High blood pressure, consistently over time, damages the inside of your body. This puts you at higher risk of disease, such as heart disease. One berry can lower your blood pressure reading.
The NHS confirmed that blood pressure readings that show up as 140/90mmHg or higher are considered stage two of hypertension (high blood pressure).
For those aged 80 and above, the threshold for high blood pressure marginally increases to 150/90mmHg.
Any reading between 130/80mmHg and 139/89mmHg is a cause for concern, as this reading suggests stage one of hypertension.
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Published in The American Journal of Clinical Nutrition, researchers examined the association between habitual flavonoid intake and incident hypertension.
They gathered data from semi-quantitative food-frequency questionnaires from the Nurses’ Health Study (NHS) II, NHS I, and the health Professionals Follow-Up Study (HPFS).
All together, 156,957 people were involved in the study, with their health data updated every four years.
During the 14-year follow-up, there were more than 34,000 cases of people with hypertension – 29,018 in women and 5,629 in men.
The study revealed that those who ate the highest quantity of blueberries had an eight percent reduction in risk of hypertension compared to those who ate the least amount of blueberries.
Blueberries are rich in flavonoids – a diverse group of phytonutrients (plant chemicals) responsible for the berries’ vivid colouring.
The researchers stated the flavonoids found in blueberries are “bioactive” and “may play a role in blood pressure reduction”.
Native to North America, the little blueberry (Vaccinium myrtillus) packs a powerful punch of antioxidants.
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One such antioxidant is anthocyanidins (an active phytonutrient), that nutritionist Jo Lewin states they help “blood vessels”.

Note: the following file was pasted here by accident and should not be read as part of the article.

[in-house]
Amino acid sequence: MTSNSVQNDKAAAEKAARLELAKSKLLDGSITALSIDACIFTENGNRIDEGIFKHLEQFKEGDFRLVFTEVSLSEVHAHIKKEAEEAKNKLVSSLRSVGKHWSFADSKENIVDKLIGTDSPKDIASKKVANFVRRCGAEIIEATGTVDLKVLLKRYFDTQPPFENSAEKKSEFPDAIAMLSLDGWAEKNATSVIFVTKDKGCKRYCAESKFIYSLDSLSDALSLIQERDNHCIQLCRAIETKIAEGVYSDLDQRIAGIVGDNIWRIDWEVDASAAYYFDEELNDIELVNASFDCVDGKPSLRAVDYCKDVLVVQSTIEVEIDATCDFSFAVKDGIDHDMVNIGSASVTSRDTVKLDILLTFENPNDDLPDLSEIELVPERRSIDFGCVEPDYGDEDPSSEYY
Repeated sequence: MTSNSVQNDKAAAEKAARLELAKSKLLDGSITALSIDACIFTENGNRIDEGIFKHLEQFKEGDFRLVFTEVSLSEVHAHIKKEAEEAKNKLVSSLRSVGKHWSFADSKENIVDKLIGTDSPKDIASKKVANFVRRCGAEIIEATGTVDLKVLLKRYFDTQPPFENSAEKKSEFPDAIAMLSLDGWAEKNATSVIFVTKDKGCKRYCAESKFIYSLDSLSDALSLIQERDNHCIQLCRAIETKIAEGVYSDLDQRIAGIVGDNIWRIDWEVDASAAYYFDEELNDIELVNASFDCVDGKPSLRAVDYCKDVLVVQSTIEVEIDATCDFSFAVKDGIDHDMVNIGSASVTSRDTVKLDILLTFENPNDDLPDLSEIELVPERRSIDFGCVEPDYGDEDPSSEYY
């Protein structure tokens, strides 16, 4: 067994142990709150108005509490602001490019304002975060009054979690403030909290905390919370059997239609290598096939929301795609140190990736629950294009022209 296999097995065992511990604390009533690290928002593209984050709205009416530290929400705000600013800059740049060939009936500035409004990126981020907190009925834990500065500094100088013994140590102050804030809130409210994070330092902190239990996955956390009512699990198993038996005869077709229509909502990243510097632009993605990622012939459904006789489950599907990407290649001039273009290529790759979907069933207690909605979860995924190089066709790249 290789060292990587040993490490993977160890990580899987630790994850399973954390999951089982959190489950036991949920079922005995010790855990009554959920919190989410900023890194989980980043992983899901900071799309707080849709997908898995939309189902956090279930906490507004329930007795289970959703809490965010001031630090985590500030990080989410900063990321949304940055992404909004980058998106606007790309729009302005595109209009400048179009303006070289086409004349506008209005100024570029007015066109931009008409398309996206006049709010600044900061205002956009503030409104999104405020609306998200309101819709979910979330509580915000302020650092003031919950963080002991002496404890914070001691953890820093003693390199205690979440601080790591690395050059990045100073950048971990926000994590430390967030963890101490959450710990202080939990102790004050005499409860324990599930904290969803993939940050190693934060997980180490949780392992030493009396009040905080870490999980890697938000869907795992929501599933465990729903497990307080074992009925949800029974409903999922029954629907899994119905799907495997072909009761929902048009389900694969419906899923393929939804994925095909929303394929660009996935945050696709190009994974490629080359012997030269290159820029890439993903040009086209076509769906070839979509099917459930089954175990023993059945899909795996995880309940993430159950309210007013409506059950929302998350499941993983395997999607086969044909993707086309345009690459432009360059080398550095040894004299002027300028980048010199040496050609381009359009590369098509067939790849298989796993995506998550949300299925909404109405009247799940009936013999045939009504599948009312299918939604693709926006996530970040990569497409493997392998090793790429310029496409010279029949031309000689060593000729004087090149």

“This action has linked anthocyanidins to a reduction in cardiovascular disease (by protecting the vessels around the heart),” she explained.
The blueberry is also said to contain soluble fibre, “which slows down the rate at which sugar is released into the bloodstream”.
It’s also high in vitamin C, which allows fresh berries to last many weeks in the fridge.
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And Lewin noted that vitamin C “helps protect cells against damage and aids in the absorption of iron”.
To benefit from its health properties, it is best eaten raw, as cooked blueberries lose a lot of their nutritional value.
Other ways to prevent or reduce high blood pressure
Cutting down on salt in your diet can also help control blood pressure.
The NHS states: “Salt raises your blood pressure. The more salt you eat, the higher your blood pressure. Aim to eat less than 6g (0.2oz) of salt a day, which is about a teaspoonful.”
Limiting your alcohol intake can also help. The health body adds: “Regularly drinking too much alcohol can raise your blood pressure over time.
“Staying within the recommended levels is the best way to reduce your risk of developing high blood pressure.
“Men and women are advised not to regularly drink more than 14 units a week.
“Spread your drinking over 3 days or more if you drink as much as 14 units a week.”
Losing weight, being active and cutting down on caffeine is also beneficial.
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